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Editorial: Nations Must Preserve Skills

Mar. 31, 2013 - 01:49PM   |  
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When the two sides of the world’s most important bilateral security relationship meet, it’s a safe bet they will raise trenchant questions for nations worldwide.

Last week, all of the U.K. and U.S. military chiefs gathered for the first time since 1948. Their purpose: To shape the future of the Anglo-American alliance in the wake of Iraq and Afghanistan.

Among the top issues was how to preserve skills honed through combat operations over the past dozen years.

These two nations have spent the past century cooperating on two world wars, through the Cold War, Bosnia, Kosovo, Iraq and Afghanistan. Now they look forward to the next century with an eye toward sustaining their unique ability to combine forces.

The reality is, practice makes perfect, and the United States and Britain have worked intimately together long enough to have gotten very good at their game. But interoperability is a highly perishable skill that will atrophy quickly if not prioritized and exercised. Realistic training can help, but experts warn there’s no substitute for real operations, making for a complicated problem.

The two sides will compile recommendations over the coming months that will be codified by U.S. Joint Chiefs Chairman Gen. Martin Dempsey into a broader report on the future of the U.S.-U.K. alliance.

They also discussed how budget cuts, particularly more than $1 trillion from Pentagon spending, will affect capabilities. Of equal concern is whether Britain will remain militarily relevant in the U.S., especially if additional budget cuts are made that further erode the nation’s capabilities.

When it comes to U.S. cuts, the British side, which depends on American hardware to deliver maximum punch on a lean budget, urged its counterparts to be very careful how they go about reducing spending.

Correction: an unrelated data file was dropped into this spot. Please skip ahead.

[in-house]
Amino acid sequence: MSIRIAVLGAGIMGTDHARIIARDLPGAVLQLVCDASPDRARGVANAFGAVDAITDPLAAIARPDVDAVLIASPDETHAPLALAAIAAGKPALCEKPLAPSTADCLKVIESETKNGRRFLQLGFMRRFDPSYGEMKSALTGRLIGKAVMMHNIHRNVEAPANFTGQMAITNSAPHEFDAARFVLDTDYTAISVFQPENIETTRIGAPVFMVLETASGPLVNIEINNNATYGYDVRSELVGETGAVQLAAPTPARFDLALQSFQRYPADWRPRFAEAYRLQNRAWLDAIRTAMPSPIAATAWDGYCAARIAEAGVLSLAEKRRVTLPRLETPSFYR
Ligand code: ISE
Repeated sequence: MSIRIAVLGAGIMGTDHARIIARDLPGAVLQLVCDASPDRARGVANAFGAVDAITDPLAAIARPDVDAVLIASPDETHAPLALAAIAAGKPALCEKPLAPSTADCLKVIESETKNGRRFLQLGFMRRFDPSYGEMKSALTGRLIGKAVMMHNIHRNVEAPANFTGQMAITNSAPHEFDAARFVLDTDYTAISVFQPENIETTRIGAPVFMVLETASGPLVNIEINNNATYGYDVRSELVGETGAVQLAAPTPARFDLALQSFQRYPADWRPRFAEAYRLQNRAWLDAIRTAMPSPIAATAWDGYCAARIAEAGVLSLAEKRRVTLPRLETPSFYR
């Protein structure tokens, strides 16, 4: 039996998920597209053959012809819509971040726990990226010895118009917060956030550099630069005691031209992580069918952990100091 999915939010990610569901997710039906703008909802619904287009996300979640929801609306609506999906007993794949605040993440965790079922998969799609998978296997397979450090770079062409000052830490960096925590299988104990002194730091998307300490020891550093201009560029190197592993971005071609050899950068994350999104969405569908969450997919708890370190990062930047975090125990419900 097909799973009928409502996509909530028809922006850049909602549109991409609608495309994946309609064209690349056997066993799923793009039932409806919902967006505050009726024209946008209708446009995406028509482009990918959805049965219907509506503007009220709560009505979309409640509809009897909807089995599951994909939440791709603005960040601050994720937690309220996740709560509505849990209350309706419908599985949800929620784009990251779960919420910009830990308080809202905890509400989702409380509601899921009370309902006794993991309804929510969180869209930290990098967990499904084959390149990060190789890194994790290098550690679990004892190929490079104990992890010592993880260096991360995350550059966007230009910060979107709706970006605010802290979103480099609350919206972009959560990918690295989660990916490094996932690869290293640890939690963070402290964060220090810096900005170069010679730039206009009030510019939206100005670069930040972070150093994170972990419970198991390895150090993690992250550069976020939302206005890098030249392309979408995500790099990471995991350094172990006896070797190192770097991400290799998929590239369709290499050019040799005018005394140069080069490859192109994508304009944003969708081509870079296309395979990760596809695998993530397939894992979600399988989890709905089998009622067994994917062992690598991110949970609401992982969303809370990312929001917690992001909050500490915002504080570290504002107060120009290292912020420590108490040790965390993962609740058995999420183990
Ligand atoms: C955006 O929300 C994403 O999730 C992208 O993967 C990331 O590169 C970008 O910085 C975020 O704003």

Indeed, ill-considered cuts, the British warned, threaten programs that are vital to America’s allies, such as the Joint Strike Fighter. Such cuts could weaken capabilities Washington might need as it builds coalitions to confront future crises.

The range of possible conflicts they must guard against span from terrorism to piracy to nation states with the ability to destabilize the global order.

The challenge is to shift from involvement and incessant preparation for the current war to planning for a broad challenge of possible wars. It might also require a clearer definition of burden-sharing between the allies.

Declining resources compound the challenge.

Here, British officials had recent experience to share. Without sweeping reform in response to budget cuts, U.K. forces would be far less capable today. Britain slashed duplication, sacrificed sacred cows, and built a smaller, sustainable, highly capable force. Reforming organizations and processes, eliminating long-standing offices and systems, and outsourcing critical support services is scary, the British told the Americans. But payoff was worth the pain.

It’s good advice. The U.S. will not succeed by trimming forces and programs to meet smaller budget targets. That will yield only atrophied capabilities. The key is cutting overhead and maximizing combat capability.

This is not exclusively a U.S.-U.K. challenge. While it’s important that two close allies with a history of operating together retain their skills, they must expand their efforts to include those nations most likely to join them in future coalitions.

The world remains a dangerous place. And while America remains the world’s leading power, inevitable defense cuts mean it will need as many allies as possible. That means finding novel ways to not only retain capabilities, but enhance interoperability.

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